“So my mother told me she saw an article that said chimpanzees in Uganda are kidnapping toddlers. You know, because of deforestation,” I say to my sweet hubby at lunch after my exciting first colonoscopy, which was the final task on my extensive Peace Corps medical list (for which I prepped the night before by watching Schitt’s Creek on Netflix), and for which he served as the designated driver home.
“I looked it up and it’s true,” I add. “They tear them open and eat their kidneys.”
Oh, too much. I said too much. I can tell by his slightly gagging reaction. I have to stop bringing this stuff up over lunch. And yet I can’t help concluding, “And since I’m small, I think it’s best that I avoid projects near chimpanzees.”
Add chimpanzees to crocodiles, hippos, and snail fever and toss in scorpions, snakes and sexual assault and you haven’t even begun to scratch the surface of what’s my biggest concern about serving in the Peace Corps as an Agribusiness Specialist in Uganda, leaving in June 2020. Hint: it’s not that to which I’m going (that will be the adventure, the challenge, the story). It’s what I’m leaving. And perhaps finalizing medical tasks during the holidays just drives it home even more how deeply I am going to miss these people I love.
And yet, here I am:
- Requesting a Grayl Geopress water bottle (as recommended by the nurse who gave me my Yellow Fever vaccination) for Christmas because it filters waterborne pathogens including rotavirus, hepatitis A, norovirus, giardiasis, cryptosporidium, E. coli, cholera, salmonella and dysentery;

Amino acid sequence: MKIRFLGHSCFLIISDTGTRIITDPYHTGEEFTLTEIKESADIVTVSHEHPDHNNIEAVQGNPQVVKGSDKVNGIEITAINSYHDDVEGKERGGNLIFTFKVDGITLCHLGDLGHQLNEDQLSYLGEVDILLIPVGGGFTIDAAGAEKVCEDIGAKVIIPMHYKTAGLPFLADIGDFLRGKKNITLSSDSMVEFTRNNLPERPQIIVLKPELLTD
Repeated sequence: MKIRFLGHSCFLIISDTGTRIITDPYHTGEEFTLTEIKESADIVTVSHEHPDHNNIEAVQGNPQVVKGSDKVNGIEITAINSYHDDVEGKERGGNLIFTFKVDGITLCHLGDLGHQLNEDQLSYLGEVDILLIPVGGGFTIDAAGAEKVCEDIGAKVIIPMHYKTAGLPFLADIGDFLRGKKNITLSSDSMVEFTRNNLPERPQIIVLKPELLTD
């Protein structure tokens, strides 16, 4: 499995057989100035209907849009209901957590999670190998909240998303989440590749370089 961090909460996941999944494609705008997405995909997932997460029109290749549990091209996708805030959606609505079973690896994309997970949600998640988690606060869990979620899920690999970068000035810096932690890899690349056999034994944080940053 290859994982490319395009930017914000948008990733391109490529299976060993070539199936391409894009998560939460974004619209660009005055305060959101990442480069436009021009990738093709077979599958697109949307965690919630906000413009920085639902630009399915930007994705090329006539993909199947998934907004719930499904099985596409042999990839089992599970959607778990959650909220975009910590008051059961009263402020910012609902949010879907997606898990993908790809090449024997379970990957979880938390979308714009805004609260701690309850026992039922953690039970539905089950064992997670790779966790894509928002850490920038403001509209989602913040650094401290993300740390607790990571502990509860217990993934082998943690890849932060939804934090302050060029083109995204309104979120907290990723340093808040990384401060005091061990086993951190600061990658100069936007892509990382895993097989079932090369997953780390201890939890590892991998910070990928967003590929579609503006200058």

- Selling my stacks of books (including the ones about alternatives to the Peace Corps that my husband gave me years ago when we were trying to figure out this calling of mine) to a place named Half Priced Books thirteen miles away because it’s the only place that pays cash instead of store credit and I won’t be here to use store credit;
- Asking my old karate sensei if he will give me a private self defense class focused purely on assault survival;
- Eliminating my beloved organic home garden (ouch) but with the knowledge that I will create a new garden — many gardens — where I am going (and maybe I’ll even get to keep chickens, finally).
All I need now are those emails saying I’ve received medical and legal clearances, and my government passport and visa. Then it’s full steam ahead, whatever that means.
Over the past two months, I’ve done all that I was asked to do, and all that I can do. So now I sit, and I wait.
And, thus, that’s a wrap on 2019, folks. And on this decade. And on this life as I know it.
See you in 2020, eventually perhaps Traveling at the Speed of Bike in a whole new place to explore and call home (for awhile).
My Peace Corps series of posts to date:
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